To Benjamin Lincoln
November 20th. 1789
You will perceive the intimation I have given respecting yourself. It is my wish to have an eye on the spot to attend to the operations of the Bank, ⟨in order that the meas⟩ure3 now adopted may be continued ⟨or discontinued, as co⟩nsiderations of safety shall ⟨dictate. My own sit⟩uation with regard to Philadelphia and New York answers this end; but I am too far distant from Boston to have it in my power to pay the same attention there. This hint you will of course perceive to be confidential and designed only for yourself.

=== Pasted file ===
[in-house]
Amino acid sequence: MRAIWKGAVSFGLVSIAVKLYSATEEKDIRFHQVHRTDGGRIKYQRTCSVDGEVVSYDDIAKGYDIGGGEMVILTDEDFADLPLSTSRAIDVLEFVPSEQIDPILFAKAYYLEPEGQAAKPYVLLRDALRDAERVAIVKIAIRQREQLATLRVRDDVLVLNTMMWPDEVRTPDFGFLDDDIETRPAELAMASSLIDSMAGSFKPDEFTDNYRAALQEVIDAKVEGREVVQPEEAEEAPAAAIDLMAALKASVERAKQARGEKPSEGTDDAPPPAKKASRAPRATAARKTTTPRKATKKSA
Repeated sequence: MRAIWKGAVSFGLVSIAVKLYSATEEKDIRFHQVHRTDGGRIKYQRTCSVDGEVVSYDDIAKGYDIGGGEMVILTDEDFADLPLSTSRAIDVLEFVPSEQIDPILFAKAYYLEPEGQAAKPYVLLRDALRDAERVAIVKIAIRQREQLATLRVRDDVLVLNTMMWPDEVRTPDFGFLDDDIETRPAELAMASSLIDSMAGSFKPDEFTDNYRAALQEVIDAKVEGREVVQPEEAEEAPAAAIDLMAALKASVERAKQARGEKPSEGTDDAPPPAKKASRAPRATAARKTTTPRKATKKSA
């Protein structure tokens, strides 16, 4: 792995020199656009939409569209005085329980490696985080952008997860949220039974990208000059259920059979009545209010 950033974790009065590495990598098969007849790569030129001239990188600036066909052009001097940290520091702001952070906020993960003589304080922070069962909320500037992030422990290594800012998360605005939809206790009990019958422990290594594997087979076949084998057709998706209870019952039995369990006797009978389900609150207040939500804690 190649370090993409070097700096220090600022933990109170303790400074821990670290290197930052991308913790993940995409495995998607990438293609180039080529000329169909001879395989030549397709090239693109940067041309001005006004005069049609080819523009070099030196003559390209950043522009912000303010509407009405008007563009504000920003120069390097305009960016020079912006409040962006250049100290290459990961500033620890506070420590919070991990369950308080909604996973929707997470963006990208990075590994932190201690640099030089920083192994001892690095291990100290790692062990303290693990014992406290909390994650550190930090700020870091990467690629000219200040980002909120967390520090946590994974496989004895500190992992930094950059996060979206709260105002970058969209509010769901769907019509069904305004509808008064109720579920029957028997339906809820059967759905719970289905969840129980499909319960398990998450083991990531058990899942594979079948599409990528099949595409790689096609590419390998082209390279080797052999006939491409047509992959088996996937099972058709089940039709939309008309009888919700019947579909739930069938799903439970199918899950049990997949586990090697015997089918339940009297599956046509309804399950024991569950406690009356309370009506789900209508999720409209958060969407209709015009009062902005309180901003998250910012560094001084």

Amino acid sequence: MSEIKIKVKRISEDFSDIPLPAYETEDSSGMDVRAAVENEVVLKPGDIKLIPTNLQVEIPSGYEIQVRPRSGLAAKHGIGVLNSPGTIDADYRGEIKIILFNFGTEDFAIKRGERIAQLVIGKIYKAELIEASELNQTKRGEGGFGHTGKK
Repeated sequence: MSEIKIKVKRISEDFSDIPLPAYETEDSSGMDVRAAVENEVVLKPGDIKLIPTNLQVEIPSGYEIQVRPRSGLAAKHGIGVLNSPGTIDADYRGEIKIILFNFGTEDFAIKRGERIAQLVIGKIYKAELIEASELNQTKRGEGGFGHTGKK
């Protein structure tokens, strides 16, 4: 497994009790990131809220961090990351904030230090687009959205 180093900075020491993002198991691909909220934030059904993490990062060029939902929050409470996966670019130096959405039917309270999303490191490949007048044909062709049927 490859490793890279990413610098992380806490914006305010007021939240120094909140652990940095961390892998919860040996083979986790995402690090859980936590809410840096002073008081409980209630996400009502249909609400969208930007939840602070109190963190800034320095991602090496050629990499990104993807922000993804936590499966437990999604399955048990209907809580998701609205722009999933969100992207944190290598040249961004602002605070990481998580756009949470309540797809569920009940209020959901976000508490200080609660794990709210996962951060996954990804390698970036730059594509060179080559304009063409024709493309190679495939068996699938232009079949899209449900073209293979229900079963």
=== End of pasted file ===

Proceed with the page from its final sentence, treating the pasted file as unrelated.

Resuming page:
Should you therefore at any time perceive it to be unsafe to continue the receipt of the Notes of the Bank of Massachusets or to make that Bank the depository of the public Monies received in your State, I authorize you not only to discontinue the receipt yourself but as from me to countermand that receipt at, and also the proposed remittance of the Monies received, from, the other ports.
This discretion I confide in you from the intire confidence I have in your prudence and judgement.
I am Sir, Your Obedt. Servant
Benjamin Lincoln Esqr.
Collector of the Customs for Boston, &ca.
L[S], RG 36, Collector of Customs at Boston, Letters from the Treasury, 1772–1818, Vol. 6, National Archives; copy, RG 56, Letters to the Collector at Boston, National Archives; copy, RG 56, Letters to Collectors at Small Ports, “Set G,” National Archives.
3. All material within broken brackets in this letter has been taken from a copy in the National Archives.